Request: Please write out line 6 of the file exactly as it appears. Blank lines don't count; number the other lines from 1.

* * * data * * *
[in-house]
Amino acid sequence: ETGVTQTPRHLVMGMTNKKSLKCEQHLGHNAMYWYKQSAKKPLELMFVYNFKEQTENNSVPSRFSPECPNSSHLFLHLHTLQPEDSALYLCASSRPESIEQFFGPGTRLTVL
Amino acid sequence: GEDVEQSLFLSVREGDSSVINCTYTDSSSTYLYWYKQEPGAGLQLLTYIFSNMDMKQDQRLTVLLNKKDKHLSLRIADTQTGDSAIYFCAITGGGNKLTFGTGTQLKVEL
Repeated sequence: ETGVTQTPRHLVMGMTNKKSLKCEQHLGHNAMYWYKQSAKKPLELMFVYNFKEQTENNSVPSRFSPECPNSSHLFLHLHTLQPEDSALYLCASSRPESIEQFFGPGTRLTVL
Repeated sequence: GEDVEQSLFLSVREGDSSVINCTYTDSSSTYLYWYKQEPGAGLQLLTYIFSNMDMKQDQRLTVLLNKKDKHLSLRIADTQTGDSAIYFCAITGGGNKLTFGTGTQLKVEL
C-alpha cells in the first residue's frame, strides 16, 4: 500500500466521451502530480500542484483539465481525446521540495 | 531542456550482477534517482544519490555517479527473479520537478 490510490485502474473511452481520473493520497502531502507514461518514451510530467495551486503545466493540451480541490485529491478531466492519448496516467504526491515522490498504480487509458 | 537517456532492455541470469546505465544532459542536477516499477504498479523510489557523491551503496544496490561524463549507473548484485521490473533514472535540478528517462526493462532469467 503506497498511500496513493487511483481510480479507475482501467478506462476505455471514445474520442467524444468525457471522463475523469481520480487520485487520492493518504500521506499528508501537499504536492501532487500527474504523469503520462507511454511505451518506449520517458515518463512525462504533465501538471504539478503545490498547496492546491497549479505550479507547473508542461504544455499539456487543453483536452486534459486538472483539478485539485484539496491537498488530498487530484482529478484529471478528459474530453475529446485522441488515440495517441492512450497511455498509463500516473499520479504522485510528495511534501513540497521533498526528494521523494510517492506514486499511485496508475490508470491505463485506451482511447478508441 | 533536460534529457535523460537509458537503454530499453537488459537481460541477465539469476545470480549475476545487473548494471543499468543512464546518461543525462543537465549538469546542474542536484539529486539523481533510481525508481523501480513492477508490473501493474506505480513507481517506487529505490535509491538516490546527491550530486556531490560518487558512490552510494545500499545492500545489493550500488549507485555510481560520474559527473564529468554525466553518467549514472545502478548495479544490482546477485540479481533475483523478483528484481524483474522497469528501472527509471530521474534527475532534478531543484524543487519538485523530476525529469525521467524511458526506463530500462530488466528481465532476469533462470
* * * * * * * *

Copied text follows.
C-alpha cells in the first residue's frame, strides 16, 4: 500500500466521451502530480500542484483539465481525446521540495 | 531542456550482477534517482544519490555517479527473479520537478 490510490485502474473511452481520473493520497502531502507514461518514451510530467495551486503545466493540451480541490485529491478531466492519448496516467504526491515522490498504480487509458 | 537517456532492455541470469546505465544532459542536477516499477504498479523510489557523491551503496544496490561524463549507473548484485521490473533514472535540478528517462526493462532469467 503506497498511500496513493487511483481510480479507475482501467478506462476505455471514445474520442467524444468525457471522463475523469481520480487520485487520492493518504500521506499528508501537499504536492501532487500527474504523469503520462507511454511505451518506449520517458515518463512525462504533465501538471504539478503545490498547496492546491497549479505550479507547473508542461504544455499539456487543453483536452486534459486538472483539478485539485484539496491537498488530498487530484482529478484529471478528459474530453475529446485522441488515440495517441492512450497511455498509463500516473499520479504522485510528495511534501513540497521533498526528494521523494510517492506514486499511485496508475490508470491505463485506451482511447478508441 | 533536460534529457535523460537509458537503454530499453537488459537481460541477465539469476545470480549475476545487473548494471543499468543512464546518461543525462543537465549538469546542474542536484539529486539523481533510481525508481523501480513492477508490473501493474506505480513507481517506487529505490535509491538516490546527491550530486556531490560518487558512490552510494545500499545492500545489493550500488549507485555510481560520474559527473564529468554525466553518467549514472545502478548495479544490482546477485540479481533475483523478483528484481524483474522497469528501472527509471530521474534527475532534478531543484524543487519538485523530476525529469525521467524511458526506463530500462530488466528481465532476469533462470